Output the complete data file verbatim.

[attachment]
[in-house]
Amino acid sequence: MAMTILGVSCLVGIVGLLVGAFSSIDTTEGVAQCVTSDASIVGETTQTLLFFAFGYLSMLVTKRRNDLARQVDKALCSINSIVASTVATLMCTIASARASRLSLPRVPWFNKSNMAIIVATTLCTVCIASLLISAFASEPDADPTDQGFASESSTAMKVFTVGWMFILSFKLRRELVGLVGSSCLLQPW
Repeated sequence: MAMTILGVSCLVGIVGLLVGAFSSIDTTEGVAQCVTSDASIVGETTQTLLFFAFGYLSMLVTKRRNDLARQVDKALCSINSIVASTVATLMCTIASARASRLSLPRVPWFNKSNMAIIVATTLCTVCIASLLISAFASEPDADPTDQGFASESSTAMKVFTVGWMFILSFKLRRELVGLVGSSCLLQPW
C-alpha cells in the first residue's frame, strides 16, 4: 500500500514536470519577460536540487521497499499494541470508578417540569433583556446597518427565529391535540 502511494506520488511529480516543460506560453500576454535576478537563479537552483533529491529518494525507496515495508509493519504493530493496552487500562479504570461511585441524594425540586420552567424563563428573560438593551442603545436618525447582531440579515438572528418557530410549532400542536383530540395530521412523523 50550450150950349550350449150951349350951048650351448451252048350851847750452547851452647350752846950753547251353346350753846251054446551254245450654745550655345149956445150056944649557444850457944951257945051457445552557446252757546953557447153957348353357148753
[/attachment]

[in-house]
Amino acid sequence: MAMTILGVSCLVGIVGLLVGAFSSIDTTEGVAQCVTSDASIVGETTQTLLFFAFGYLSMLVTKRRNDLARQVDKALCSINSIVASTVATLMCTIASARASRLSLPRVPWFNKSNMAIIVATTLCTVCIASLLISAFASEPDADPTDQGFASESSTAMKVFTVGWMFILSFKLRRELVGLVGSSCLLQPW
Repeated sequence: MAMTILGVSCLVGIVGLLVGAFSSIDTTEGVAQCVTSDASIVGETTQTLLFFAFGYLSMLVTKRRNDLARQVDKALCSINSIVASTVATLMCTIASARASRLSLPRVPWFNKSNMAIIVATTLCTVCIASLLISAFASEPDADPTDQGFASESSTAMKVFTVGWMFILSFKLRRELVGLVGSSCLLQPW
C-alpha cells in the first residue's frame, strides 16, 4: 500500500514536470519577460536540487521497499499494541470508578417540569433583556446597518427565529391535540 502511494506520488511529480516543460506560453500576454535576478537563479537552483533529491529518494525507496515495508509493519504493530493496552487500562479504570461511585441524594425540586420552567424563563428573560438593551442603545436618525447582531440579515438572528418557530410549532400542536383530540395530521412523523 50550450150950349550350449150951349350951048650351448451252048350851847750452547851452647350752846950753547251353346350753846251054446551254245450654745550655345149956445150056944649557444850457944951257945051457445552557446252757546953557447153957348353357148753